Anna Bibby, 29 May 2019
Deposit replacement schemes – otherwise referred to as zero deposit schemes – have become an increasingly popular option for letting agents and landlords alike, in lieu of the traditional security deposit.
They work by charging tenants a non-refundable fee which usually amounts to one week’s rent, as opposed to paying a security deposit upfront. That fee will then be used as an insurance guarantee so landlords can still claim compensation. The purpose of deposit replacement schemes is to assist tenants that may be struggling to fund an upfront deposit while still ensuring that landlords are covered for any damages for their property, making the relationship between tenants and landlords more harmonious.
Since they have been introduced deposit replacement schemes have proven to be popular within the lettings industry, especially with tenants. According to recent research by Your Move, renters are becoming increasingly interested in alternatives to the regular security deposit. Some 50% of the 4000 people said that they would be interested in taking part in a deposit replacement scheme and 70% said that having the choice to pay an upfront deposit scheme would influence their decision on a property.
According to Neil Cobbold, chief operating officer of the lettings payment provider PayProp, the more tenants become aware of deposit replacement schemes, the more that it will become part of their search criteria.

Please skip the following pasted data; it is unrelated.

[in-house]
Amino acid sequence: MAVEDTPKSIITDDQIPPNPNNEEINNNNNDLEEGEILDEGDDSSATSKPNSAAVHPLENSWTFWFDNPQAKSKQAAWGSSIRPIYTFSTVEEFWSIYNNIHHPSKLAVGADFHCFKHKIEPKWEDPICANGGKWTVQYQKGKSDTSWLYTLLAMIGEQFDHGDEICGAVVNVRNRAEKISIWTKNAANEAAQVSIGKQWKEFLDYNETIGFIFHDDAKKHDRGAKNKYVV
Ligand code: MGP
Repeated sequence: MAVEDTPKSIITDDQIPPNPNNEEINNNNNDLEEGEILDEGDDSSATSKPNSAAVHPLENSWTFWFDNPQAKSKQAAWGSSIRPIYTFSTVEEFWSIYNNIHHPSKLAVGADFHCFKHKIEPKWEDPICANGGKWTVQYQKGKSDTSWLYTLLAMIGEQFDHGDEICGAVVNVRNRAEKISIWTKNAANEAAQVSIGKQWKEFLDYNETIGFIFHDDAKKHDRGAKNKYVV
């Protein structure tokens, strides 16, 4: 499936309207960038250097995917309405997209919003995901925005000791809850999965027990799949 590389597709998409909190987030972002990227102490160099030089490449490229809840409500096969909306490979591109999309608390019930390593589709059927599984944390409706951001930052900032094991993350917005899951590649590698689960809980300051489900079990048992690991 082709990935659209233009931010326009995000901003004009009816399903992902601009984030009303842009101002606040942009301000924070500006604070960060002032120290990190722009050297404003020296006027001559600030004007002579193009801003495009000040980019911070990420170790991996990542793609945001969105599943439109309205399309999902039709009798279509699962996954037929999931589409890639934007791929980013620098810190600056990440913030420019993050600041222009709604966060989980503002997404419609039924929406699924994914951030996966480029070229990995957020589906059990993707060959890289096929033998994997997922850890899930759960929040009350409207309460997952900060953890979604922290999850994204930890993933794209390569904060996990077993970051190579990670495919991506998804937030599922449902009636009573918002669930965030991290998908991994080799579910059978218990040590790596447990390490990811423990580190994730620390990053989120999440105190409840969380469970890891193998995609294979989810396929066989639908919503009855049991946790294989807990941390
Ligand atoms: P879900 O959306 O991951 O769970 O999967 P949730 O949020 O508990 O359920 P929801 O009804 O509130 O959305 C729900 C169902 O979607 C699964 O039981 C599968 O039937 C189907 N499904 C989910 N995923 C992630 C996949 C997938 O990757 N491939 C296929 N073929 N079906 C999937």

However, the new alternatives to a deposit do not come without their flaws. Although the deposit replacement schemes work out cheaper for tenants in terms of upfront costs, it can actually work out more expensive for them in the long run. As mentioned before, these charges are non-refundable and, where damage does occur, tenants can still be pursued to cover the cost. Whereas standard security deposits are refundable and any damage is deducted from the deposit and a tenant will seldom have to pay extra.
It could also be tricky from a landlord’s perspective. A tenant who is unable to produce an upfront deposit could also could be deemed as a risk for landlords, so they are more likely to avoid a tenant who can only pay through a deposit replacement scheme. Not to mention that these schemes are still in their infancy, so the regulation could have a number of loopholes that haven’t been recognised yet. It’s also worth remembering that security deposits schemes are backed by the government, which will be more reliable in the event of a dispute.
According to Mr. Cobbold, a lot of research by all parties is required before looking into a deposit replacement scheme.
In conclusion, he said: “Whether you’re an agent, landlord or tenant it’s essential to do your research to make sure your aware of the benefits and drawbacks to deposit alternatives. The new choices available can only be a good thing if everyone involved fully understands what they are agreeing to.”
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Anna Bibby, 29 May 2019